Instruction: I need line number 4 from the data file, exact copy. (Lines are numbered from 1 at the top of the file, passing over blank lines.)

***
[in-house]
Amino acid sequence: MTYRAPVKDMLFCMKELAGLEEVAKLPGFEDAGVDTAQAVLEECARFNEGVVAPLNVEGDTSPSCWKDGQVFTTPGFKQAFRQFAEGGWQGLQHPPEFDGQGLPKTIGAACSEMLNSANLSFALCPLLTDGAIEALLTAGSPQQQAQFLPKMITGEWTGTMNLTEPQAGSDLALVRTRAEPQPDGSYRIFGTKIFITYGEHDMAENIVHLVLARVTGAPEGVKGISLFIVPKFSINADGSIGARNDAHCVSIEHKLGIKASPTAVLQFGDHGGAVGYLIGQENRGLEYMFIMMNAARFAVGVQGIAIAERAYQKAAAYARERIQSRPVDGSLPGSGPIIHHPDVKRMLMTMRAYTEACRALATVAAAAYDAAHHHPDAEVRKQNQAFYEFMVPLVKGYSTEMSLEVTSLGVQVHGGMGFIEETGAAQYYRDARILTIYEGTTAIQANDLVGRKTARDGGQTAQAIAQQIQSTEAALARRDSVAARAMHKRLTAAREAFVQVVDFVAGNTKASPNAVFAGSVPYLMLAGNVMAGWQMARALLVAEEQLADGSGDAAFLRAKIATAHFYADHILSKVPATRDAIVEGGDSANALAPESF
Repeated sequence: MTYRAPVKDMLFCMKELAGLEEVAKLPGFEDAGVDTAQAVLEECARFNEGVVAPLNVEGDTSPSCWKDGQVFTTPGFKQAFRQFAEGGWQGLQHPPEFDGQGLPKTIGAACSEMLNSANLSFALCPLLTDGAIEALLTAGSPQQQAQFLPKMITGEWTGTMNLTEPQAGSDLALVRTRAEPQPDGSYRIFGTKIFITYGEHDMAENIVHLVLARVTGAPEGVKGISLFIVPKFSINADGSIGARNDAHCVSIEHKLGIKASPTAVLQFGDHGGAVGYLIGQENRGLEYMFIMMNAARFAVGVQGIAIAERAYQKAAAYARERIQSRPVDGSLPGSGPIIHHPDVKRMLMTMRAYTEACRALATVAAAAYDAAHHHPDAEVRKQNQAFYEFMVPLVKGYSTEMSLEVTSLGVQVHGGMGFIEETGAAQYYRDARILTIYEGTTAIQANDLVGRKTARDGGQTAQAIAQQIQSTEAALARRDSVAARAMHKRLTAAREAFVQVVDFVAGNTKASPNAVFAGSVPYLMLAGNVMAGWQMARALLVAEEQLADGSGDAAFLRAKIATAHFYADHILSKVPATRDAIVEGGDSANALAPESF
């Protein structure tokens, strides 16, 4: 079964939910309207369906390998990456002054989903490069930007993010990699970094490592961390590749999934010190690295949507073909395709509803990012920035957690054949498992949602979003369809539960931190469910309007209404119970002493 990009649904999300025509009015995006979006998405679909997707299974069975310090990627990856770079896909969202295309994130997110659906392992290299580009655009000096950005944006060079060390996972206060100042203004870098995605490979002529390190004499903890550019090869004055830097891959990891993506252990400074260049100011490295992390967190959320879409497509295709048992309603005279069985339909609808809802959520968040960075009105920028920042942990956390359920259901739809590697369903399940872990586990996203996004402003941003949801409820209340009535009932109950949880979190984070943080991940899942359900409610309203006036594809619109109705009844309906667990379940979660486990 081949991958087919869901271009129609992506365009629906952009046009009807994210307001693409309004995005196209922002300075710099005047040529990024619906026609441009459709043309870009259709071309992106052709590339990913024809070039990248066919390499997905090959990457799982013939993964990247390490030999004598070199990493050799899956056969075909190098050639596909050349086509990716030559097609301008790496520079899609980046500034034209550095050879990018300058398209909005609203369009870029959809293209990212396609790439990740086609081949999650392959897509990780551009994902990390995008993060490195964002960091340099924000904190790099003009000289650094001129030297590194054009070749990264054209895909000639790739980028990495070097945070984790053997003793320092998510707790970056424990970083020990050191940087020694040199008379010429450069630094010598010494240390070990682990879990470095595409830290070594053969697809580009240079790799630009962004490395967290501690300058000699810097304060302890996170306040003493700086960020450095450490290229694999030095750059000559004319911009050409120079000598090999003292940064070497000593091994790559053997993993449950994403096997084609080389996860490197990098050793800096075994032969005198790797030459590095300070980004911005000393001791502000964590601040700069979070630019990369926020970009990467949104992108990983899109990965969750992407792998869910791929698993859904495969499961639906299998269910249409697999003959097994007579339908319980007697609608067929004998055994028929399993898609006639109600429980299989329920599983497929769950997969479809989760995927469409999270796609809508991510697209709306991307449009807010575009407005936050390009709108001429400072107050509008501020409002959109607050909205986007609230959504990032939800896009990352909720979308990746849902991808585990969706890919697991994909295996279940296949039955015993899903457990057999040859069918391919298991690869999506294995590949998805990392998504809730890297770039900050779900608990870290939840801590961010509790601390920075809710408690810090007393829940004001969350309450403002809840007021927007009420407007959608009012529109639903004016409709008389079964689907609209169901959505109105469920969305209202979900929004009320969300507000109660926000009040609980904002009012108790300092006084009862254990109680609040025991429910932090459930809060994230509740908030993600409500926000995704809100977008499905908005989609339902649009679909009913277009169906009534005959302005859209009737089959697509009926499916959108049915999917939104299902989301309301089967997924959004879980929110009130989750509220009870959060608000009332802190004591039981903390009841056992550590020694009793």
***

């Protein structure tokens, strides 16, 4: 079964939910309207369906390998990456002054989903490069930007993010990699970094490592961390590749999934010190690295949507073909395709509803990012920035957690054949498992949602979003369809539960931190469910309007209404119970002493 990009649904999300025509009015995006979006998405679909997707299974069975310090990627990856770079896909969202295309994130997110659906392992290299580009655009000096950005944006060079060390996972206060100042203004870098995605490979002529390190004499903890550019090869004055830097891959990891993506252990400074260049100011490295992390967190959320879409497509295709048992309603005279069985339909609808809802959520968040960075009105920028920042942990956390359920259901739809590697369903399940872990586990996203996004402003941003949801409820209340009535009932109950949880979190984070943080991940899942359900409610309203006036594809619109109705009844309906667990379940979660486990 081949991958087919869901271009129609992506365009629906952009046009009807994210307001693409309004995005196209922002300075710099005047040529990024619906026609441009459709043309870009259709071309992106052709590339990913024809070039990248066919390499997905090959990457799982013939993964990247390490030999004598070199990493050799899956056969075909190098050639596909050349086509990716030559097609301008790496520079899609980046500034034209550095050879990018300058398209909005609203369009870029959809293209990212396609790439990740086609081949999650392959897509990780551009994902990390995008993060490195964002960091340099924000904190790099003009000289650094001129030297590194054009070749990264054209895909000639790739980028990495070097945070984790053997003793320092998510707790970056424990970083020990050191940087020694040199008379010429450069630094010598010494240390070990682990879990470095595409830290070594053969697809580009240079790799630009962004490395967290501690300058000699810097304060302890996170306040003493700086960020450095450490290229694999030095750059000559004319911009050409120079000598090999003292940064070497000593091994790559053997993993449950994403096997084609080389996860490197990098050793800096075994032969005198790797030459590095300070980004911005000393001791502000964590601040700069979070630019990369926020970009990467949104992108990983899109990965969750992407792998869910791929698993859904495969499961639906299998269910249409697999003959097994007579339908319980007697609608067929004998055994028929399993898609006639109600429980299989329920599983497929769950997969479809989760995927469409999270796609809508991510697209709306991307449009807010575009407005936050390009709108001429400072107050509008501020409002959109607050909205986007609230959504990032939800896009990352909720979308990746849902991808585990969706890919697991994909295996279940296949039955015993899903457990057999040859069918391919298991690869999506294995590949998805990392998504809730890297770039900050779900608990870290939840801590961010509790601390920075809710408690810090007393829940004001969350309450403002809840007021927007009420407007959608009012529109639903004016409709008389079964689907609209169901959505109105469920969305209202979900929004009320969300507000109660926000009040609980904002009012108790300092006084009862254990109680609040025991429910932090459930809060994230509740908030993600409500926000995704809100977008499905908005989609339902649009679909009913277009169906009534005959302005859209009737089959697509009926499916959108049915999917939104299902989301309301089967997924959004879980929110009130989750509220009870959060608000009332802190004591039981903390009841056992550590020694009793």